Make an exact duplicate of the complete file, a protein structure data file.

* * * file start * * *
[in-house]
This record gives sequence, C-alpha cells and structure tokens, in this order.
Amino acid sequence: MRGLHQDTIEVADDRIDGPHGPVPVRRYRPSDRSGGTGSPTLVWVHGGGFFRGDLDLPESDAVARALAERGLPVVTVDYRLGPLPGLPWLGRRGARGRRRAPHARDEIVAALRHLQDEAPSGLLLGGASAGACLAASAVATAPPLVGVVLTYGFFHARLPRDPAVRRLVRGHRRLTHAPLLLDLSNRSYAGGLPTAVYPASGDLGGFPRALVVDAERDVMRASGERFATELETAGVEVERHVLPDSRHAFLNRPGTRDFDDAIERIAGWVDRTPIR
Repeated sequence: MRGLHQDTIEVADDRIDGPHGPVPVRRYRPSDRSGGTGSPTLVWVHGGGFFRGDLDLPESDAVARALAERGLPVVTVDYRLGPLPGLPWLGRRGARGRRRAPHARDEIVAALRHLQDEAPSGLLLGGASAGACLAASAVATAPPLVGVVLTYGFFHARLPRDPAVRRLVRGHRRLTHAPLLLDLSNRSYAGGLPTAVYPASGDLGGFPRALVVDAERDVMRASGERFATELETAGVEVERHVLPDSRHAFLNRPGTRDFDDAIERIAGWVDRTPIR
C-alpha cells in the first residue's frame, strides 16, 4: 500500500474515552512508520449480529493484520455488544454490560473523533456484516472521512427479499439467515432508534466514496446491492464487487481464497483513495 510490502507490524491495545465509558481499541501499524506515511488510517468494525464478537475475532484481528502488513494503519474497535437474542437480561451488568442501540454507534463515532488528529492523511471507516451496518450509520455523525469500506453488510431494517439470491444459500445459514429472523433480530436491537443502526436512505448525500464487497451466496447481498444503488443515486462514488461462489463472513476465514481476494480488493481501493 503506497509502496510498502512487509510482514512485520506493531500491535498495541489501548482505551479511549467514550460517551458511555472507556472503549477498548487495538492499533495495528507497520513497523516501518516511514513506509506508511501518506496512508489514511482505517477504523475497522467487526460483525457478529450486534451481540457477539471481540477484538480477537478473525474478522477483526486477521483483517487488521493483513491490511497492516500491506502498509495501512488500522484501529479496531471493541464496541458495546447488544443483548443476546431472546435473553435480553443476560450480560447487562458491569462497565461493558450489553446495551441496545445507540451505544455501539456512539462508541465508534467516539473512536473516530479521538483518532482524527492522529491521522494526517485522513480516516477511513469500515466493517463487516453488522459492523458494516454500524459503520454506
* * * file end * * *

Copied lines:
[in-house]
This record gives sequence, C-alpha cells and structure tokens, in this order.
Amino acid sequence: MRGLHQDTIEVADDRIDGPHGPVPVRRYRPSDRSGGTGSPTLVWVHGGGFFRGDLDLPESDAVARALAERGLPVVTVDYRLGPLPGLPWLGRRGARGRRRAPHARDEIVAALRHLQDEAPSGLLLGGASAGACLAASAVATAPPLVGVVLTYGFFHARLPRDPAVRRLVRGHRRLTHAPLLLDLSNRSYAGGLPTAVYPASGDLGGFPRALVVDAERDVMRASGERFATELETAGVEVERHVLPDSRHAFLNRPGTRDFDDAIERIAGWVDRTPIR
Repeated sequence: MRGLHQDTIEVADDRIDGPHGPVPVRRYRPSDRSGGTGSPTLVWVHGGGFFRGDLDLPESDAVARALAERGLPVVTVDYRLGPLPGLPWLGRRGARGRRRAPHARDEIVAALRHLQDEAPSGLLLGGASAGACLAASAVATAPPLVGVVLTYGFFHARLPRDPAVRRLVRGHRRLTHAPLLLDLSNRSYAGGLPTAVYPASGDLGGFPRALVVDAERDVMRASGERFATELETAGVEVERHVLPDSRHAFLNRPGTRDFDDAIERIAGWVDRTPIR
C-alpha cells in the first residue's frame, strides 16, 4: 500500500474515552512508520449480529493484520455488544454490560473523533456484516472521512427479499439467515432508534466514496446491492464487487481464497483513495 510490502507490524491495545465509558481499541501499524506515511488510517468494525464478537475475532484481528502488513494503519474497535437474542437480561451488568442501540454507534463515532488528529492523511471507516451496518450509520455523525469500506453488510431494517439470491444459500445459514429472523433480530436491537443502526436512505448525500464487497451466496447481498444503488443515486462514488461462489463472513476465514481476494480488493481501493 503506497509502496510498502512487509510482514512485520506493531500491535498495541489501548482505551479511549467514550460517551458511555472507556472503549477498548487495538492499533495495528507497520513497523516501518516511514513506509506508511501518506496512508489514511482505517477504523475497522467487526460483525457478529450486534451481540457477539471481540477484538480477537478473525474478522477483526486477521483483517487488521493483513491490511497492516500491506502498509495501512488500522484501529479496531471493541464496541458495546447488544443483548443476546431472546435473553435480553443476560450480560447487562458491569462497565461493558450489553446495551441496545445507540451505544455501539456512539462508541465508534467516539473512536473516530479521538483518532482524527492522529491521522494526517485522513480516516477511513469500515466493517463487516453488522459492523458494516454500524459503520454506